As Virginia’s General Assembly begins its 2017 session, George Mason University’s eyes and ears in Capitol Square are there to follow the issues that are important to the institution.
Many people may not be aware that two George Mason staff members are based full-time in Richmond to stay abreast of developments during the legislative session and throughout the year.
The so-called “Richmond Campus” is really a suite of three offices located within a five-minute walk of Capitol Square, giving Mason staff access to legislative action, and making it easy to weigh in on legislation and budget negotiations that will impact university operations.
The 2017 session, which began Wednesday, Jan. 11, is a short session. But even with two fewer weeks in which to do business, the assembly is likely to consider nearly 3,000 bills and resolutions. In past years, Mason has tracked far more than 200 bills, and sometimes nearly 300. President Ángel Cabrera and other senior leaders from Mason visit regularly with legislators about our key priorities and issues.
The bill-tracking process incorporates the expertise of many at Mason. A group of “issue advisors” reviews bills that relate to their area of campus responsibility. As the Richmond Office of State Government Relations staff reviews the bills proposed daily, relevant bills are posted for input from those on campus with appropriate expertise. Their input enables the staff to speak with authority on a wide range of Mason practices, on proposed legislation and the cost of proposed changes if they are implemented.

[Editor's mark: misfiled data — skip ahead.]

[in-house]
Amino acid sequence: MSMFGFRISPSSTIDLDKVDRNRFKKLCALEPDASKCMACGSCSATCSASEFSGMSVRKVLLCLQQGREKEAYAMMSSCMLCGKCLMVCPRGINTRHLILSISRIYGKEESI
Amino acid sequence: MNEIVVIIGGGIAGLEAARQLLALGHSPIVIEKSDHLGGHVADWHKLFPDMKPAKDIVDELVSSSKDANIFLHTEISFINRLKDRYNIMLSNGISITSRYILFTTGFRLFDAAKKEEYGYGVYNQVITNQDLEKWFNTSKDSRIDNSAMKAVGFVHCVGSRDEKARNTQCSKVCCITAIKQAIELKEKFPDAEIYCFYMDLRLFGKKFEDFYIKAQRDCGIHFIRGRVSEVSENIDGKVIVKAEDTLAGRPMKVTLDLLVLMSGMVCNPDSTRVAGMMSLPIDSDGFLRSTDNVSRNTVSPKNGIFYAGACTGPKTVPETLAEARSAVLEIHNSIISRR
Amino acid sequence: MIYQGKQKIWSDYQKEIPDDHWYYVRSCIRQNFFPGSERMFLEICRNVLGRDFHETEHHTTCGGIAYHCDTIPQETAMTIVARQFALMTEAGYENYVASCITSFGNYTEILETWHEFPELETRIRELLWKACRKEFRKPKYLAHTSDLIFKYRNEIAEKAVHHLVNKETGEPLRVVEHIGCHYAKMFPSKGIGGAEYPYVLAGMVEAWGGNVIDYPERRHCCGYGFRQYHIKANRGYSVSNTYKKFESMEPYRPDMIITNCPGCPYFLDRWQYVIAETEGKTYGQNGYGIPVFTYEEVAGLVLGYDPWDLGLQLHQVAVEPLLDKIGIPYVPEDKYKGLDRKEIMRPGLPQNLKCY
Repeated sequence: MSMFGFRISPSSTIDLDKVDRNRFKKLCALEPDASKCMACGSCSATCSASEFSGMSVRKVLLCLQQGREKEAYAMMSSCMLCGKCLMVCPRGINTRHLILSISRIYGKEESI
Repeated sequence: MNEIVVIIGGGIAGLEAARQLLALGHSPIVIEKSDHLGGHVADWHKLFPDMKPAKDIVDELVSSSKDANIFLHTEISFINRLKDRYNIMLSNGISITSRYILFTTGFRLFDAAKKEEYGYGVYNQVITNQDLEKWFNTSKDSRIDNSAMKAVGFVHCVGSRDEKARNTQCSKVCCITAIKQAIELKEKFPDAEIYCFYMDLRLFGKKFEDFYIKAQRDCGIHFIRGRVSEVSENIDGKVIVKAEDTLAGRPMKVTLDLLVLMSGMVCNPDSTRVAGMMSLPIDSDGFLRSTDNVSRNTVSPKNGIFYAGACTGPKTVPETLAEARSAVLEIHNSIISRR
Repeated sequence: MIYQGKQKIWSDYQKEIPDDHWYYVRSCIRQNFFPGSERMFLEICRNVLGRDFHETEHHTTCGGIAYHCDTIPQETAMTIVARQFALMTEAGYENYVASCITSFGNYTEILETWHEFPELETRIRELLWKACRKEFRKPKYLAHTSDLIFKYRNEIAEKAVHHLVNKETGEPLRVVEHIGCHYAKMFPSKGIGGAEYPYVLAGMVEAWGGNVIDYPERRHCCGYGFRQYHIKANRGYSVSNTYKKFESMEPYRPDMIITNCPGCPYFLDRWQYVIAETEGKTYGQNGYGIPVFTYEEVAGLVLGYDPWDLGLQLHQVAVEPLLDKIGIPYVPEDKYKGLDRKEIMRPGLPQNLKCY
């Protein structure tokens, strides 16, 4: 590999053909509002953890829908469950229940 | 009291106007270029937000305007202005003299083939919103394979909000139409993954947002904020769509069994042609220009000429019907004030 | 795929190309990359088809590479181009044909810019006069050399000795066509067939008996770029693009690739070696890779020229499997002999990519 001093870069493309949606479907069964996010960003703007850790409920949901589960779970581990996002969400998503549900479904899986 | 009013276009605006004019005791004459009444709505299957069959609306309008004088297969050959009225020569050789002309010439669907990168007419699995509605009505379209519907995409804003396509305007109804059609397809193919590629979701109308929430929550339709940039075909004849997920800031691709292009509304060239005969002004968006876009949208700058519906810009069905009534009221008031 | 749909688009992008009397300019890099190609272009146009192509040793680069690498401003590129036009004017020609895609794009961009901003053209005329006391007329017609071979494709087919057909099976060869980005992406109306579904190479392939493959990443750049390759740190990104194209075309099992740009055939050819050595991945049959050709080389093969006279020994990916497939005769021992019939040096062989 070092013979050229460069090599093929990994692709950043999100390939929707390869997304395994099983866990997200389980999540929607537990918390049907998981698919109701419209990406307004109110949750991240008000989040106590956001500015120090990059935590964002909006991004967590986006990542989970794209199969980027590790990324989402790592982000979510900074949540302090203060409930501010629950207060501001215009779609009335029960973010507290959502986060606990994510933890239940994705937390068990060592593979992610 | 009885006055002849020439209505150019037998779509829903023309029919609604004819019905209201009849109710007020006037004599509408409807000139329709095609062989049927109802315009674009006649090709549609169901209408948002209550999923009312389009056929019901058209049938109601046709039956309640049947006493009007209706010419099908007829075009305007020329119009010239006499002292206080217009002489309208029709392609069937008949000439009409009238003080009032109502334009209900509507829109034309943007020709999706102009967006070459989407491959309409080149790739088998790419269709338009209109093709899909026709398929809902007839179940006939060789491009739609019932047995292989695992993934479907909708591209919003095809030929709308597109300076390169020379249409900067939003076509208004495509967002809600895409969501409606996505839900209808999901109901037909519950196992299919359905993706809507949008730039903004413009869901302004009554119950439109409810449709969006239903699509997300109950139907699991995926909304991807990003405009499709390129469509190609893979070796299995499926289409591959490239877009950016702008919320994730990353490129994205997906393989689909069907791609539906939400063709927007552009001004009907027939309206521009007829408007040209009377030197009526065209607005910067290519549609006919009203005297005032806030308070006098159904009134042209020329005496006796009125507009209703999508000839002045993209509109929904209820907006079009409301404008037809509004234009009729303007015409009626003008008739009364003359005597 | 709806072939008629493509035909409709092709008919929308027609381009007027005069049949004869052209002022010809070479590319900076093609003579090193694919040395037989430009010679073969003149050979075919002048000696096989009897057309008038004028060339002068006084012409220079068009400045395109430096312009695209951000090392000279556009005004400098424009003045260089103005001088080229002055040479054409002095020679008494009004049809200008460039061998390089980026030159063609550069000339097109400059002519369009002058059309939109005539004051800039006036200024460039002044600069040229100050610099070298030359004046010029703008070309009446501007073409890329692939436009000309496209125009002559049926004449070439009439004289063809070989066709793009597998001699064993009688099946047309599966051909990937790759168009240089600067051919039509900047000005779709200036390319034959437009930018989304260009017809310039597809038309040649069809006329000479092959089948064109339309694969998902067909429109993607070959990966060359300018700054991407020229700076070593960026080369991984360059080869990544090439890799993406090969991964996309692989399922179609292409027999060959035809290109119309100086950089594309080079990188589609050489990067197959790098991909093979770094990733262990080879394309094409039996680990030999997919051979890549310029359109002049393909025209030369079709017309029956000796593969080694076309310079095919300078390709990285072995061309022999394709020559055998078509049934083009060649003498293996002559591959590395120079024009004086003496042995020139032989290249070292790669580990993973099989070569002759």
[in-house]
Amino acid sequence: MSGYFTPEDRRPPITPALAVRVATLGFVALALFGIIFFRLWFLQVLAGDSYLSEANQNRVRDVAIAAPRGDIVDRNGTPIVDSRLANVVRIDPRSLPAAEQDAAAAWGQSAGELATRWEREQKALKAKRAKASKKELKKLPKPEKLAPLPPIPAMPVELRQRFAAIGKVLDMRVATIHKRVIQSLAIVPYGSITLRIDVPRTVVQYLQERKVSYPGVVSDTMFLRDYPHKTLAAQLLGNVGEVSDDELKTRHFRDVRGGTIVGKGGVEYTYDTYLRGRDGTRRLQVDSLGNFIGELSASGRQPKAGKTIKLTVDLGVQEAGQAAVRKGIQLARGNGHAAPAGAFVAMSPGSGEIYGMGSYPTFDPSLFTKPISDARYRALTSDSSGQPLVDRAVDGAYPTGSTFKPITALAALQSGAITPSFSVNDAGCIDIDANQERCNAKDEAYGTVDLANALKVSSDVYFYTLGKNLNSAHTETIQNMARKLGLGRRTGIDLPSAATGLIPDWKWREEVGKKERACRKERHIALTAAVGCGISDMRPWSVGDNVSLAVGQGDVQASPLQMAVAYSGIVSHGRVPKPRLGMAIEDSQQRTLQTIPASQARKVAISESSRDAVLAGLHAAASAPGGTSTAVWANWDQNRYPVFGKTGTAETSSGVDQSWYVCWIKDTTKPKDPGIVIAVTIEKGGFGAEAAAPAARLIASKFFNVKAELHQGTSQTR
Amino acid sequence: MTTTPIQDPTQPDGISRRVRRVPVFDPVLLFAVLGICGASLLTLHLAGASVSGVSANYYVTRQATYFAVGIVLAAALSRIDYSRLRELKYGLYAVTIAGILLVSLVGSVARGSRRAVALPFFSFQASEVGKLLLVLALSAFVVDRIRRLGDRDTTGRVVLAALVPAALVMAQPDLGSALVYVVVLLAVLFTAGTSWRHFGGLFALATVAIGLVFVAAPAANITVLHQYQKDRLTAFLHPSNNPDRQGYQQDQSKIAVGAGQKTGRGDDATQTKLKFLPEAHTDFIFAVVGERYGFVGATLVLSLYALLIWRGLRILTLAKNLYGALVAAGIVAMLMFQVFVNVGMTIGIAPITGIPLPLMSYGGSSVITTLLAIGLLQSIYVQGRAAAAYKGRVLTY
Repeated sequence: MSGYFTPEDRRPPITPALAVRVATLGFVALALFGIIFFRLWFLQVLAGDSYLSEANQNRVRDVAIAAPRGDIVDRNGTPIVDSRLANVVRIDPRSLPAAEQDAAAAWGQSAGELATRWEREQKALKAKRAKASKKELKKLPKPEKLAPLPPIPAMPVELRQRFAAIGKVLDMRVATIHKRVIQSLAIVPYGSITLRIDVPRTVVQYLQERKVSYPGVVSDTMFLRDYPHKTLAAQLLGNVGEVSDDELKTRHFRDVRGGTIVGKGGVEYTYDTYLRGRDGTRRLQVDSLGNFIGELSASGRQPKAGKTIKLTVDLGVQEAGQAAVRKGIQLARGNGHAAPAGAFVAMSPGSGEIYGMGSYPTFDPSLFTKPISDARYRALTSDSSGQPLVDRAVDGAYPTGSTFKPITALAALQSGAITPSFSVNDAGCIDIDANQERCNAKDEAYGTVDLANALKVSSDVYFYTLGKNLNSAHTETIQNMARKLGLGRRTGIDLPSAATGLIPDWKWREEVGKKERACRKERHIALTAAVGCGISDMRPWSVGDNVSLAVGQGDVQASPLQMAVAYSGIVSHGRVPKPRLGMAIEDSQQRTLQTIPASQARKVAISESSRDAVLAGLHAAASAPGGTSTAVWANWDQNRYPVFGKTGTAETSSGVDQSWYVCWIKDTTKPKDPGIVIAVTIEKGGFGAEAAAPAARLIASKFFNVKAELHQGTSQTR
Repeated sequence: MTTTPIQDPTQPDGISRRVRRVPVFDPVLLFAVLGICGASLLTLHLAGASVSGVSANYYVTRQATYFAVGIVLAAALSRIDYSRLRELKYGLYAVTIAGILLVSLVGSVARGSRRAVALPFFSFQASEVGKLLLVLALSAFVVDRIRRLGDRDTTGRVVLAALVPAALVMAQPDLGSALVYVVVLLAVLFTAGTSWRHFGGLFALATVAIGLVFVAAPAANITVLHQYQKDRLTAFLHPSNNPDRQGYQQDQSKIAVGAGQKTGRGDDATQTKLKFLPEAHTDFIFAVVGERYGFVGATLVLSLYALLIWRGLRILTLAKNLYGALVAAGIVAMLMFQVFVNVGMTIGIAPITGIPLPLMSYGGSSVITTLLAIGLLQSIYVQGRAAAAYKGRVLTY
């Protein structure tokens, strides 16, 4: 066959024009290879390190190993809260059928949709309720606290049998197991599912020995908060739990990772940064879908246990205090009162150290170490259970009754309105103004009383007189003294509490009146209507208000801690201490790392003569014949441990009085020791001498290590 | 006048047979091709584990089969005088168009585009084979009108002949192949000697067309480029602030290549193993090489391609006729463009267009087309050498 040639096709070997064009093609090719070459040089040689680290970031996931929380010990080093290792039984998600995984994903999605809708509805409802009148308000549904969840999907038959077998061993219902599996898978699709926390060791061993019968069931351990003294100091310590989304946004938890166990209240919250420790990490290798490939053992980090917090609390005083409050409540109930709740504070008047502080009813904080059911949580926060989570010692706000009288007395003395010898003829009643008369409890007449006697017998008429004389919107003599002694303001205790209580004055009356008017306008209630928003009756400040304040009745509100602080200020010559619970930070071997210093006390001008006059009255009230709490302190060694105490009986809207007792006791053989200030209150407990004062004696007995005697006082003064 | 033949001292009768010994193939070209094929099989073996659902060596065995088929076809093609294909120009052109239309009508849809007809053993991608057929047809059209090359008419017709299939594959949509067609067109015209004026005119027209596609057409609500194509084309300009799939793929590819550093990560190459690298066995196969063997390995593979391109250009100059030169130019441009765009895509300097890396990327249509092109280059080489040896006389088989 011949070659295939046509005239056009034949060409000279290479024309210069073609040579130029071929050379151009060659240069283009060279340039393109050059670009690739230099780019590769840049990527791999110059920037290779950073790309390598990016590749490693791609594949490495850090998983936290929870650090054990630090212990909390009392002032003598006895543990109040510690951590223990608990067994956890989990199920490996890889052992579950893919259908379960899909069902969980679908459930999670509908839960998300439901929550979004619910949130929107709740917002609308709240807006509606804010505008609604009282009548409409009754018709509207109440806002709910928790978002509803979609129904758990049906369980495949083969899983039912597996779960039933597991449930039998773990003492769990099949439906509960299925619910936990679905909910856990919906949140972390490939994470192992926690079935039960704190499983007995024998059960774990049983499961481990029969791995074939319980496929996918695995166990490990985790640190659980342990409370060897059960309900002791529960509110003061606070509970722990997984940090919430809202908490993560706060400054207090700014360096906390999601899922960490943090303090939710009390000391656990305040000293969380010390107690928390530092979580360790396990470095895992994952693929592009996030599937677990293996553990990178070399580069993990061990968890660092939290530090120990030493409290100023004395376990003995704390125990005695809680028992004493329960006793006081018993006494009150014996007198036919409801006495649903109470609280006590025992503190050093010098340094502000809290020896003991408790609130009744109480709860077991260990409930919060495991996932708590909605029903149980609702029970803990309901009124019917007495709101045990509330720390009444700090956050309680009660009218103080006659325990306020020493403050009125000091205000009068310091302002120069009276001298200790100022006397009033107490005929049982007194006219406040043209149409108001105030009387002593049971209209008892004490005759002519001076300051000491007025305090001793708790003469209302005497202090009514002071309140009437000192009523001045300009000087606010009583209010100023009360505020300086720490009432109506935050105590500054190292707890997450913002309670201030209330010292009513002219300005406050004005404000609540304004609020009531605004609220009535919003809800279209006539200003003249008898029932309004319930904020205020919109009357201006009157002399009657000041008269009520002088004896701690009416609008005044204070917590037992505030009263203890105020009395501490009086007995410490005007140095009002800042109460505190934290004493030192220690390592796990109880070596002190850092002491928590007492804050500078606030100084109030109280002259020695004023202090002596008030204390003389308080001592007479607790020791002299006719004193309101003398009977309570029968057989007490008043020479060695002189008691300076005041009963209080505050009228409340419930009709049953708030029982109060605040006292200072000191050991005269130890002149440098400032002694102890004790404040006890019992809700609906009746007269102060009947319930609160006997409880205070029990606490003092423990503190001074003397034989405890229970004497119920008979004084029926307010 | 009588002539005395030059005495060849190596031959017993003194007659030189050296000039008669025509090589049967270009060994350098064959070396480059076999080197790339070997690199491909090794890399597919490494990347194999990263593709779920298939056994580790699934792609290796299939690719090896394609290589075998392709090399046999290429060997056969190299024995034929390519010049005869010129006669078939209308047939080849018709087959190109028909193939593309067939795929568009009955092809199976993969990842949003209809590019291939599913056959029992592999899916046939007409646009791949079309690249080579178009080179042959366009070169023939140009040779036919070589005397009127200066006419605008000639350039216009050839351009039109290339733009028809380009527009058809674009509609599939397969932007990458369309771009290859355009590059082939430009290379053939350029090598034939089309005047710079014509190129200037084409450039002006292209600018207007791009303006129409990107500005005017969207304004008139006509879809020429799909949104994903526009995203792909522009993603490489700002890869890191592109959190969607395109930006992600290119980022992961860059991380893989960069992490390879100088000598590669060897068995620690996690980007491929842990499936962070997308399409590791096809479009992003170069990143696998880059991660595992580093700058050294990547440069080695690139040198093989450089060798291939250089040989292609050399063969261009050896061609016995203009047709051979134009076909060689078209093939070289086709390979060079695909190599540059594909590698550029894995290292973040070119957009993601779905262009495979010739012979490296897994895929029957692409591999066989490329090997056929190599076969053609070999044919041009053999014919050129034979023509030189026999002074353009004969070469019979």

The list of bills the university is following and a description of the process used to review them, along with the list of issue advisors and the university’s legislative priorities, is available here.
The presence of so many thought leaders within the halls of the General Assembly Building also brings opportunities for outreach by the university. Teams from Mason host events to bring a greater awareness of their programs to a statewide audience. Areas that have frequently pursued this type of event include the Small Business Development Center network that operates out of the Mason Enterprise Center, the School for Conflict Analysis and Resolution and Point of View.
Our highest profile outreach event each year, Mason Lobbies, is a partnership with Student Government. Each year, students from across the university’s colleges and schools, alongside faculty, staff and alumni, participate in a day of advocacy on behalf of the university. This year’s event is Jan. 25.
The event enables students to meet with their own representatives to make personal cases for investment on behalf of the university. The event enables us to reach a large group of legislators in a short time, and truly tell the story of Mason’s role in higher education for students from throughout the commonwealth and beyond. In addition, it is a terrific civic learning experience for students, whom we hope will continue to engage with those who represent them for years to come, whether on behalf of the university or other issues that matter to them.
Sabena Moretz-Van Namen is the state government relations manager in the Office of Government and Community Relations. She can be reached at email@example.com.